Clover Mites and Clover Mite Control
The full-grown clover mite is slightly smaller than a pin head and has a bright reddish to reddish-brown body. They typically appear in large numbers.
Clover mites look like dark red specks crawling around siding, doors, windows, drapes, curtains and furniture. When crushed, clover mites leave a red stain. The stain is not blood, it's just their natural color.
The front legs are as long as the body, and extend forward.
- Clover mites are an arachnid, a close relative of spiders and ticks
- Clover mites leave a red stain when crushed.
- Clover mites feed on grasses, clovers, and certain other plants in the lawn and around the home.
- They often crawl into cracks and crevices to molt and lay eggs. Typical "hiding places" are under the loose bark of trees, on foundation walls, beneath siding, and around window frames
- Clover mites do not damage buildings and furnishings, nor do they injure humans and pets.
- They attack a number of grasses and plants found in yards.
- Clover mites are plant feeders that have been found infesting more than 200 different plant. They suck the sap.
- They can live off algae and mold.
- Clover mites live close by and on their food sources.
- They become a real nuisance upon migration into buildings.
- Heavy migrations of clover mites into houses are common in the early summer and fall.
- Clover mites build up large populations around structures surrounded with lush, well-fertilized lawns and shrubbery.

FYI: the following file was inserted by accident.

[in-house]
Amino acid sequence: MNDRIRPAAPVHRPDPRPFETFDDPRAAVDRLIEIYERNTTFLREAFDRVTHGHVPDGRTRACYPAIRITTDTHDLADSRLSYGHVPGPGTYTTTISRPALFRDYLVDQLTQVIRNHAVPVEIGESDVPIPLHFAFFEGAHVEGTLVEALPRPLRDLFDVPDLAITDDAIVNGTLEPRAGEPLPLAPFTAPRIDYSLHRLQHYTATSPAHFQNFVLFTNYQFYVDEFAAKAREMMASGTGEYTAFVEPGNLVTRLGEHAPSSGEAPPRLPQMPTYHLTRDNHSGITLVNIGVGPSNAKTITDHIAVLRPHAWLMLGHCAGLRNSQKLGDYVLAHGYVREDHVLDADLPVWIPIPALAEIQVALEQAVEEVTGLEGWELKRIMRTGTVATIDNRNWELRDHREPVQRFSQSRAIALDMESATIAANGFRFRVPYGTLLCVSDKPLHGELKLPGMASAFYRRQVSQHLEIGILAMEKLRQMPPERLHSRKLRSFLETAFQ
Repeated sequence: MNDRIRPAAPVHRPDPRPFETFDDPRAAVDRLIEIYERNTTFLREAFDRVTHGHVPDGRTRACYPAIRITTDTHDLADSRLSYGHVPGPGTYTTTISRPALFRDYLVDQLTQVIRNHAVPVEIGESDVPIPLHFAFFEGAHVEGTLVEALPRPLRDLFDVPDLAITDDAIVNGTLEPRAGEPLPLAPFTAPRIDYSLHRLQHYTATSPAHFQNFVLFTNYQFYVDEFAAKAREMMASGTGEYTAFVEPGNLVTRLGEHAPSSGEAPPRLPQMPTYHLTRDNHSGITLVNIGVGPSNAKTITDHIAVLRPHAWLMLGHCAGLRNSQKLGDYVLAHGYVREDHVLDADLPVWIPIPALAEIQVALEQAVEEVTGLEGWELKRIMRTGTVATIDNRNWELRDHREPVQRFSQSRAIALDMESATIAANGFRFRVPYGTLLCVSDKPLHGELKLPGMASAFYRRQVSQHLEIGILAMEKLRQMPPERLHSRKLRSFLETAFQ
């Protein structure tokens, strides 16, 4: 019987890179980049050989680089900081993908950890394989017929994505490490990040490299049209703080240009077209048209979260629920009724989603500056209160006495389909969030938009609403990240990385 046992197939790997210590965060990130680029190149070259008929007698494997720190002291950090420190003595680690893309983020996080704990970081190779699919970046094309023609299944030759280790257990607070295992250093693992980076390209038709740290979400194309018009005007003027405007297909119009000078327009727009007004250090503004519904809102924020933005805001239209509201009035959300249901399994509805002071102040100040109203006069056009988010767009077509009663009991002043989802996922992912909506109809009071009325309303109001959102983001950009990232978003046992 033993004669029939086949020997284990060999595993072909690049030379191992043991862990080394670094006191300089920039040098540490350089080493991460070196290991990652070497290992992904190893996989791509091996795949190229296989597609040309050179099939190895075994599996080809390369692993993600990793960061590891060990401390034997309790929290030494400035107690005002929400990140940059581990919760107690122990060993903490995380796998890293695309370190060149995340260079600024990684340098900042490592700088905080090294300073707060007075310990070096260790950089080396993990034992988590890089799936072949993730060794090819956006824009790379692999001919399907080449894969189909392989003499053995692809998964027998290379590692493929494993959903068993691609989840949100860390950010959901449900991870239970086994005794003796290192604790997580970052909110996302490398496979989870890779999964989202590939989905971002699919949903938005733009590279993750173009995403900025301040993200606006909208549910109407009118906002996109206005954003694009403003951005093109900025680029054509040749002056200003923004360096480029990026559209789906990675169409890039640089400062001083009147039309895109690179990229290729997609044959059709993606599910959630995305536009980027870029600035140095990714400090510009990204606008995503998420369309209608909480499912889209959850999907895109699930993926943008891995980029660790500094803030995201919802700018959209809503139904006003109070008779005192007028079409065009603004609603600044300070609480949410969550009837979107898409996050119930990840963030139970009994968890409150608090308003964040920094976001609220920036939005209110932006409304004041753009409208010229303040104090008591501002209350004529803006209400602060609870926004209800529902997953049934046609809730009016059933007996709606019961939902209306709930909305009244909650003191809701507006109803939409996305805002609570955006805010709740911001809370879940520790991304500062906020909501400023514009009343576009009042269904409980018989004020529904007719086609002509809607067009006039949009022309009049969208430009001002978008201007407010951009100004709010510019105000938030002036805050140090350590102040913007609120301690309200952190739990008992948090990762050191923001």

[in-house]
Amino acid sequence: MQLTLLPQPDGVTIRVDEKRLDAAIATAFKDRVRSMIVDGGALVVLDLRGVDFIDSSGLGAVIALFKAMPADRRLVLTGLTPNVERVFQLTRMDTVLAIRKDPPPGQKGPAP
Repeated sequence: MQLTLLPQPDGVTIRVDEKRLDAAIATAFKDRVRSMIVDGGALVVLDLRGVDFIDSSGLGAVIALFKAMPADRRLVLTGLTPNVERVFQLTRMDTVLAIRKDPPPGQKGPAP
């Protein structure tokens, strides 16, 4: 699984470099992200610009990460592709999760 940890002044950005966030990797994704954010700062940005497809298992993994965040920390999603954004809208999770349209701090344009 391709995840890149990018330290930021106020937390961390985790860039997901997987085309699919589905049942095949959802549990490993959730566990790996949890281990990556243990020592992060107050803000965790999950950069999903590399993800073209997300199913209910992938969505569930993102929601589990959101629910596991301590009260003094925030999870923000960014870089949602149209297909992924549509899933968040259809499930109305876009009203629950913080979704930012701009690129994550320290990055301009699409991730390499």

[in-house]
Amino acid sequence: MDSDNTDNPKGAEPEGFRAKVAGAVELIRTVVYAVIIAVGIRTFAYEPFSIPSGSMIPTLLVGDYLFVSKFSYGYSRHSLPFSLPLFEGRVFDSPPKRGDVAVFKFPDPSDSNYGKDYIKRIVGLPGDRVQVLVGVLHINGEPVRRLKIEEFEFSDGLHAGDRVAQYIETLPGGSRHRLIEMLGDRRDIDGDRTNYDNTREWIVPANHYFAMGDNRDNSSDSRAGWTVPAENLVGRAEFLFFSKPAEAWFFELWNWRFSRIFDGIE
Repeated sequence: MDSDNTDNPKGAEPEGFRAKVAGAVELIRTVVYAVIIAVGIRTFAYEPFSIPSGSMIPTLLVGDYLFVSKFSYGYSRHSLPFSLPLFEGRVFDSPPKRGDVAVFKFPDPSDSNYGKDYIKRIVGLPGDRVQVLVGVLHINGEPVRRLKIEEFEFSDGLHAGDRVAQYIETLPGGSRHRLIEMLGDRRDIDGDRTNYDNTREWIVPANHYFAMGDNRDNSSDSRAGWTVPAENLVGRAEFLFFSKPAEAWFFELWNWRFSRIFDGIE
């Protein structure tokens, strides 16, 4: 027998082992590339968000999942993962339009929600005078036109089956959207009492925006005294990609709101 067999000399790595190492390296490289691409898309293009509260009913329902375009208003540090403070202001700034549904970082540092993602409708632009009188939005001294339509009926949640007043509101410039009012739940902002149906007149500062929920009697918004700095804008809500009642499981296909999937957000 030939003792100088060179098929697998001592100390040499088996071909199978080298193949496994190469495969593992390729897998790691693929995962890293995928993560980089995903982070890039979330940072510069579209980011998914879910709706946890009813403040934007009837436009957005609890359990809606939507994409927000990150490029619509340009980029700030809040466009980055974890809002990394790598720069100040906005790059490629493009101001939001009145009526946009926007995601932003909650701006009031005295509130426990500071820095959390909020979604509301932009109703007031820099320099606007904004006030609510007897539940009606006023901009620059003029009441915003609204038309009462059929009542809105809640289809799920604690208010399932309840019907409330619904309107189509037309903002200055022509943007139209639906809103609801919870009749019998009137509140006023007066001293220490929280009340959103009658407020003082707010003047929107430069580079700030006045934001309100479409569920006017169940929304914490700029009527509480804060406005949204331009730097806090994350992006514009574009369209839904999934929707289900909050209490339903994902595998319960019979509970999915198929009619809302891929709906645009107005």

- Large populations of clover mites may occur on the flat roofs of commercial buildings and are associated with moss growth.
- Clover mite females lay about 70 eggs each.
- They lay eggs in the crevices of buildings, under sidings, and on the underside of bark at the base of trees.
- Clover mites eggs do not hatch below 40 degrees F or above 86 degrees F.
- They lay their eggs during the spring.
- After eggs hatch, the newly emerged immature clover mites move to find hosts, molt, and pass through two nymphal stages.
- Clover mites in the egg stage may either hibernate (overwinter) or become dormant during the summer under tree bark, in cracks of fence posts and foundation walls, under sheathing of buildings or in other dry protected sites, during adverse weather conditions.
- Clover mites are most troublesome in early spring and again in fall, especially on the east and south sides of buildings.
- They can be found randomly through the house, but very frequently on the south side of the house because of the warmth.
- PA. Dept. of Agriculture : Clover Mites
James Kalisch, Department of Entomology, UNL
Barb Ogg, UNL Extension in Lancaster County
Clover Mite Control Measures
- Clover mites mechanical treatments:
The most effective prevention is removing any grass and weeds up to 24 inches away from the foundation of the house.
Placing a plant-free band of gravel, coarse sand, marbles, lava rock, or wood chips around the foundation helps keep clover mites away from the structure. Clover mites have difficulty crossing such barriers.
Avoid excessive watering and fertilization near the structure, to avoid the lush growth of host plants close to the house.
- Clover mites chemical treatments:
If the mites have already invaded the home causing an infestation, chemical controls, such as Bifen IT will solve the problem.
Hose End Sprayers, make the job much easier and helps with consistent application.
Spray the walls and foundation to the point of runoff and the vegetation until it is entirely wet.
Use a vacuum cleaner inside the structure to pick up the live mites without crushing them so that they don't stain. Dispose of the vacuum bag.